Aftermath of the Tiananmen Square massacre
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Today is the anniversary of the 1989 Tiananmen Square massacre. This post would not be allowed n China. The CCP (Chinese Communist Party) strictly censors any mention of the event. A post like this in China would earn me a visit from the police and worse. So, because it needs to be remembered, I'll post it here.
The quote below is an excerpt from The New Statesman's article Bearing witness at Tiananmen Square. I have edited it to add paragraph breaks and to simplify one footnote.
After midnight, after two armoured cars had sped down each side of the Square from the Front Gate, the situation became increasingly serious. Official loudspeakers repeatedly blared out “notices”. Dense lines of steel-helmeted troops ringed the Square. Despite the darkness, you could clearly see the machine-guns mounted on top of the History Museum. There was not the slightest attempt to hide them. We students crowded round the Monument to the Heroes of the People. I carefully estimated the crowd. Two thirds were men, one third were women; about 30 per cent from universities and colleges in Beijing. Most were students from other cities. At four o’clock sharp, just before daybreak, the lights in the Square suddenly went out. The loudspeakers broadcast another order to “clear the Square”.
I suddenly had a tight feeling in my stomach. There was only one thought in my head: the time has come, the time has come. The hunger-striker Hou Dejian (a Taiwan pop-singer now working on the mainland) and some other people negotiated with the troops and agreed to get the students to leave peacefully. But just as they were about to go, at 4.40am, a cluster of red signal flares rose into the sky above the Square and the lights came on again. I saw that the front of the Square was packed with troops. A detachment of soldiers came running from the east entrance of the Great Hall of the People. They were dressed in camouflage. They were carrying light machine-guns and wearing steel helmets and gas-masks. As soon as these troops had stormed out they lined up a dozen or so machine-guns in front of the Monument to the Heroes of the People. The machine-gunners lay down on their stomachs. Their guns pointed toward the Monument. The rostrum was behind them. When all the guns were properly lined up, a great mass of soldiers and armed police, wielding electric prods, rubber truncheons and some special weapons of a sort I’d never seen before suddenly rushed at us. We were sitting quietly. There were two differences between the troop and the armed police: their uniforms were different, and so were their helmets. The police helmets were bigger than the troops’ and had steel flaps going down over the ears.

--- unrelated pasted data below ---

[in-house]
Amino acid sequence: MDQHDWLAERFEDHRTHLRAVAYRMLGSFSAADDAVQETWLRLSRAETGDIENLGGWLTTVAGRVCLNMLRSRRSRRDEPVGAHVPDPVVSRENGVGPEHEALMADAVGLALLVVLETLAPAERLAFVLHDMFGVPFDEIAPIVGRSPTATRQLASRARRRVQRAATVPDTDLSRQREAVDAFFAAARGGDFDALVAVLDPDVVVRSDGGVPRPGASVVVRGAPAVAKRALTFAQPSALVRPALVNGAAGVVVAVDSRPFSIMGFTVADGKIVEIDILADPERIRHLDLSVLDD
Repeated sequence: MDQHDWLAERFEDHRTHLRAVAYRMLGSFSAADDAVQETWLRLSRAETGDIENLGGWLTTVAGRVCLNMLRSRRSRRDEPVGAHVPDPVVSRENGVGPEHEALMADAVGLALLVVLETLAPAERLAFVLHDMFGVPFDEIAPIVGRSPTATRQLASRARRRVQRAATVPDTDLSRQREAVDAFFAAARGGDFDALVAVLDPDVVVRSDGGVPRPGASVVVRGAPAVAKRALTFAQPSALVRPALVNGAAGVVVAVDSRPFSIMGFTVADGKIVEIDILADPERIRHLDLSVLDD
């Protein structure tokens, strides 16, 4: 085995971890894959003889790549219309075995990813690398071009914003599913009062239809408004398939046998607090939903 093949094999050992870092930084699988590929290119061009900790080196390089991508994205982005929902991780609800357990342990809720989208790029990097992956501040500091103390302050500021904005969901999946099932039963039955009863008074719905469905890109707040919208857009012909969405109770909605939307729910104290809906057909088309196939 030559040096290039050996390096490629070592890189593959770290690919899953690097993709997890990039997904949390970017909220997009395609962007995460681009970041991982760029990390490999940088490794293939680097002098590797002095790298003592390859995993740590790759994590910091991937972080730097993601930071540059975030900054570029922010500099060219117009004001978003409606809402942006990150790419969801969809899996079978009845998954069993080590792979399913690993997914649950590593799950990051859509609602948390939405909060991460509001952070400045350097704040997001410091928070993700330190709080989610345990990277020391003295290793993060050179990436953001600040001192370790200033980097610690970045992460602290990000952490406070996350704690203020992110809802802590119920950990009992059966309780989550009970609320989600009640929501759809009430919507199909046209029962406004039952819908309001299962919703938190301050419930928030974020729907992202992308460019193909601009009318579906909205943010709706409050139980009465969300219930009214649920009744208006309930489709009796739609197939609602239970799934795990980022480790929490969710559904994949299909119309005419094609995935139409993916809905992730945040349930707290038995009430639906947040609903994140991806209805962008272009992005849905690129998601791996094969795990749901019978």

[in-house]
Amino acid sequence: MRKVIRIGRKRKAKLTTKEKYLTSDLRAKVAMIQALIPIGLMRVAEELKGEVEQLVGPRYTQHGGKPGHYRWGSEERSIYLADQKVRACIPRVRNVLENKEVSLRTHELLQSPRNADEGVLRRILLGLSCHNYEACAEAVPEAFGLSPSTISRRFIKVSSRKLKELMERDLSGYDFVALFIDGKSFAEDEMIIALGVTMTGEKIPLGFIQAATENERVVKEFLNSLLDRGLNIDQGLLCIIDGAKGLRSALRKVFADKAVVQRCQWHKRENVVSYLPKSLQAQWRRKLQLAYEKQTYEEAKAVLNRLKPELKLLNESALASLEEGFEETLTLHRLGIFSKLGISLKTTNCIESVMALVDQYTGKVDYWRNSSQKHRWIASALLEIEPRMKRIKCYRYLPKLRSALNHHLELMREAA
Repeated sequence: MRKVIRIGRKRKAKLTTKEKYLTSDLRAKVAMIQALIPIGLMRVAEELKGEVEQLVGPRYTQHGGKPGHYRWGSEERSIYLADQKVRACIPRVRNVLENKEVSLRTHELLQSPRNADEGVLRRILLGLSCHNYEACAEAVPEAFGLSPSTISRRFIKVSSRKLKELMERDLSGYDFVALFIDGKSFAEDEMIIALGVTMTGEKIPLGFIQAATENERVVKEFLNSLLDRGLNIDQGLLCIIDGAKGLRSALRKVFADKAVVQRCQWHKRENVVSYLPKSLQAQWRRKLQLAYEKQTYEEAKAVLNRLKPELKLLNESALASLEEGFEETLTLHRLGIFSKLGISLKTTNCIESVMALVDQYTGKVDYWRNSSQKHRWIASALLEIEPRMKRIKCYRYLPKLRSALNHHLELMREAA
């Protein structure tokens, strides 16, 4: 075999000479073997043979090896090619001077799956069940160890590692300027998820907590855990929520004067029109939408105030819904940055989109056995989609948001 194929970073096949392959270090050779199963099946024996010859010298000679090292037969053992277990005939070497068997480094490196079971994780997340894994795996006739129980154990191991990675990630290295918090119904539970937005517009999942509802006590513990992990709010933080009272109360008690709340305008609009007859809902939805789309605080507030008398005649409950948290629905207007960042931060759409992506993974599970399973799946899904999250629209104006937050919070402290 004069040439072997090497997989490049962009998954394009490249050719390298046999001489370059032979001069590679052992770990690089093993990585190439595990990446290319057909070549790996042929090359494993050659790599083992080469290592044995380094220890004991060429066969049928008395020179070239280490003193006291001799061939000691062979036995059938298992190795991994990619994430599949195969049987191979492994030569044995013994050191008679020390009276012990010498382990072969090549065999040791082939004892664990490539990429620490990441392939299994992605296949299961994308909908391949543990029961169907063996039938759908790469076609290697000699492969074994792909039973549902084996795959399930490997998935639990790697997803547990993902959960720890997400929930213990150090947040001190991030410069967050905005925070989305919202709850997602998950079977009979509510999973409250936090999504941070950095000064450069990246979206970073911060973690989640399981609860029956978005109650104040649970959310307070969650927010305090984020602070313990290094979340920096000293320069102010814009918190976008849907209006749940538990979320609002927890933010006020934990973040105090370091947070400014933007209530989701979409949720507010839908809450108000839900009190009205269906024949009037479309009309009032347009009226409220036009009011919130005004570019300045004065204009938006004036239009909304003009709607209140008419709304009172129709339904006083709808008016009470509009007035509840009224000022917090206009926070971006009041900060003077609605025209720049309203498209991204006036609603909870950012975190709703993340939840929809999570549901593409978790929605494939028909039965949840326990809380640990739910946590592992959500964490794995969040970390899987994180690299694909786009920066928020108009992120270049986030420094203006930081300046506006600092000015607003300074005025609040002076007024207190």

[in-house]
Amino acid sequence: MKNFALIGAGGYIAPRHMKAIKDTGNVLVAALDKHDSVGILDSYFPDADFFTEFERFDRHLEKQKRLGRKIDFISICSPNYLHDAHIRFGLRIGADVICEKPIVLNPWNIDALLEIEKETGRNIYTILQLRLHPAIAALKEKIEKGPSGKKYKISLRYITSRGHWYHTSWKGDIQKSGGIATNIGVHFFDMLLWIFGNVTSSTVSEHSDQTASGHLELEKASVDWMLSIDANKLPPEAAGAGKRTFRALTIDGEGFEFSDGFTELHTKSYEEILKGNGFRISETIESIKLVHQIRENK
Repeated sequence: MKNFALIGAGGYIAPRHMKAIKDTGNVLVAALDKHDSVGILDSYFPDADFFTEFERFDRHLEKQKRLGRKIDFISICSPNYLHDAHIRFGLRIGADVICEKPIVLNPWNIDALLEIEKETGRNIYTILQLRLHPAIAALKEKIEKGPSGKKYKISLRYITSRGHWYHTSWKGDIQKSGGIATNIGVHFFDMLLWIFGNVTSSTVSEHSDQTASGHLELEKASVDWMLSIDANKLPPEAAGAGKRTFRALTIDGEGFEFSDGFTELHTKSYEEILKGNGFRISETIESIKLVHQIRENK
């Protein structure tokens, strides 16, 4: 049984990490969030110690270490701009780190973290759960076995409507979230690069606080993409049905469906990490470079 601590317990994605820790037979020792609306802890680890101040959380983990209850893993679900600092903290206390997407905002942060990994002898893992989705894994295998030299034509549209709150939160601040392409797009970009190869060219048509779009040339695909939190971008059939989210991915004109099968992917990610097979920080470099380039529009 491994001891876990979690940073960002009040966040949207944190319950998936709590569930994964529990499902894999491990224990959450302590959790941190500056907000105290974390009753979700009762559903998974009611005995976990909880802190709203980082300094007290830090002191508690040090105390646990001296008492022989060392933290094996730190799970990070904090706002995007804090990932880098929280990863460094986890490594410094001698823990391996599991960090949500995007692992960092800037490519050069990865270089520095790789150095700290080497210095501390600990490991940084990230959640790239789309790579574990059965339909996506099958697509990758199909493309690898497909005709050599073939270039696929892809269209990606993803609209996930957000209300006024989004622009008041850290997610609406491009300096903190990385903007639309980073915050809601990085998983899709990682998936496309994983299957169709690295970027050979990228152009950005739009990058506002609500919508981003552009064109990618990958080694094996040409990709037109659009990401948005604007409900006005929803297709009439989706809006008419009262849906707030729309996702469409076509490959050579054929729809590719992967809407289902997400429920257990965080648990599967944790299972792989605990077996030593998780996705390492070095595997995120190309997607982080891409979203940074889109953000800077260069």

The soldiers and the policemen started violently laying about us. They split our ranks down the middle and opened up a path to the Monument. They stormed up to its third tier. I saw 40 or 50 students suddenly spurt blood. Armoured troop carriers and an even greater number of troops that had been waiting in the Square joined the siege. The troop carriers formed a solid blockade, except for a gap on the museum side. The troops and policemen who had stormed the monument smashed our loudspeaker installations, our printing equipment, and our supply of soda water. Then they beat and threw down the steps the students still occupying the third tier. We’d stayed put all along, holding hands and singing the Internationale. We’d been shouting: “The people’s army won’t attack the people”. The students packing the third tier had no choice but to retreat under the blows and kicks of such a large body of men.
While this was going on, the sound of machine-guns started up. Some troops were kneeling down and firing. Their bullets whizzed above our heads. The troops lying on their stomachs shot up into the students’ chests and faces. We had no choice but to retreat back up onto the Monument. When we reached it the machine-guns stopped. But the troops on the Monument beat us back down again. As soon as we’d been beaten down, the machine-guns started up again. This manoeuvre was plainly designed to avoid troops firing directly onto the Monument, and chipping or pocking the stone fresco of heroes (though, as television news has shown, they did hit a few).
The dare-to-die brigade of workers and citizens picked up anything that served as a weapon – bottles, pieces of wood – and rushed towards the troops to resist them. The Students’ Union gave the order to retreat to places outside the Square. It was not yet five o’clock. A great crowd of students rushed toward the gap in the line of troop carriers. The heartless drivers closed the gap. Thirty-odd carriers drove into the crowd. Some people were crushed to death. Even the flagpole in front of the Monument was snapped off. The whole Square was in massive chaos. I’d never thought my fellow-students could be so brave. Some started to push at the troop carriers. They were mown down. Others clambered over their corpses and pushed too. Finally they managed to push one or two carriers aside and open up a gap. I and 3,000 other students rushed through under a hail of fire. We ran across to the entrance to the History Museum. There were large numbers of citizens in front of the Museum. We joined up with them. Seeing how bad things were, we immediately ran off to the north in the direction of the Gate of Heavenly Peace. But we’d only gone a few steps when rifle fire broke out from a clump of bushes alongside the road. We saw no people-just the bursts of fire from the gun-barrels. So we turned and ran off south towards the Front Gate.